“There’s nothing like a live audience” – our interview with panto star Tom Owen
Tom Owen has been a regular panto performer for over two decades, but he is probably best known for the beloved BBC sitcom Last of the Summer Wine. Following the death of his father, Bill, who played Compo for twenty seven years, Tom joined Last of the Summer Wine as regular star Tom Simmonite, son of Compo, staying with the show for a decade until it finished in 2010. The Elgiva caught up with Tom in his dressing room between performances…
The Elgiva: How are you finding the audiences in Chesham?
Tom Owen: Oh, they’re great! They certainly seem to be enjoying the pantomime – that’s the main thing! The kids love it and of course that’s the reason we do it.
The Elgiva: Have you done many pantos in your career?
Tom Owen: About 25! And Cinderella is my favourite, that’s the classic one for me. I once – only once – played a dame, but I’d never play it again! It’s such a physical role, you have to be really physically fit and there’s an art to playing the dame, a huge art. It’s much harder than it looks to the audience.
The Elgiva: You’re playing Cinderella’s father, Baron Hardup, in the panto. It’s a straighter role that a Dame, or Buttons, for example, but you bring a lot of comedy to the role. Has your grounding in TV sitcoms helped with this and do you particularly enjoy the comedy aspect of panto?
Tom Owen: You make it your own; pantomime is an art in itself, sometimes what you read on the page in the script isn’t necessarily that funny until the cast get on stage and make something of it. I love the improv side of panto, that’s always good fun – and this cast has a real energy on stage, bouncing off each other and that’s really good for the audience.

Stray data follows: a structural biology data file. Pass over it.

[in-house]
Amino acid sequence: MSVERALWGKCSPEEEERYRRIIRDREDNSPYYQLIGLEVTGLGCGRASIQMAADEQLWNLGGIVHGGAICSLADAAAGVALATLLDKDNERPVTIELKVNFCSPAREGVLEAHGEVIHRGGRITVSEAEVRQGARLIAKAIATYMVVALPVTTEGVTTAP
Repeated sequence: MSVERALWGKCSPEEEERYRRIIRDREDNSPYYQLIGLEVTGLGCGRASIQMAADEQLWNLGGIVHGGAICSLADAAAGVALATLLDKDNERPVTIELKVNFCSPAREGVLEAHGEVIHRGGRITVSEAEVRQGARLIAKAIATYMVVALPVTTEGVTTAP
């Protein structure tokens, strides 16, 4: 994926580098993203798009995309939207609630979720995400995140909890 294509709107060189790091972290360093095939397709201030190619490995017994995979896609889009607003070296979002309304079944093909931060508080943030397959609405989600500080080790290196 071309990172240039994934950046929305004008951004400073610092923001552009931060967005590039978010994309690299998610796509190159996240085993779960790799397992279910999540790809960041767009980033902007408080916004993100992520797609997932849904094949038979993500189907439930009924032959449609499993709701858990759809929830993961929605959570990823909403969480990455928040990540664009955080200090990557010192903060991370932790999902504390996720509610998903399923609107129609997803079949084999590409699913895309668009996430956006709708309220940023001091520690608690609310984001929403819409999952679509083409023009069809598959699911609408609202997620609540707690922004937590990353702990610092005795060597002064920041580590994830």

The worst thing the cast can do is alienation their audience – if the performance becomes all in-jokes, that that’s not good at all!
The Elgiva: Do you have favourite panto role?
Tom Owen: A lot of the roles in panto are the same part by a different name, so I’ve played the King (Snow White, Sleeping Beauty), Alderman Fitzwarren (Dick Whittington) and the Baron (Cinderella). I’ve played the Baddie too – Fleshcreep (Jack & The Beanstalk) and Abanazar in Aladdin, but probably Baron Hardup gets to the winning post for the winning post for the amount of performances! Playing the baddie makes a very pleasant change, however!
The Elgiva: The music is an important part of panto – do you enjoy the singing aspect and would you fancy a solo?
Tom Owen: Well, I’ve done solos before, but I’m an actor that hoofs a song, I’m certainly not A Singer, although I can sing in tune! We have some great singers this year.
The Elgiva: How are you enjoying working at our theatre?
Tom Owen: Well, to be honest, I didn’t even know it existed! But it’s great to see it funded by the Council – that doesn’t often happen in this day and age, because it’s always the Arts that get hit by Government cuts. So, I think The Elgiva is wonderful! I trained in the theatre and to perform in the theatre is, for me, the best. Television is also wonderful and it pays the rent, but there’s nothing like a live audience.
Be sure to see Tom in Cinderella! Join him and the rest of the cast at The Elgiva for our traditional family pantomime from now until Sunday 5th January.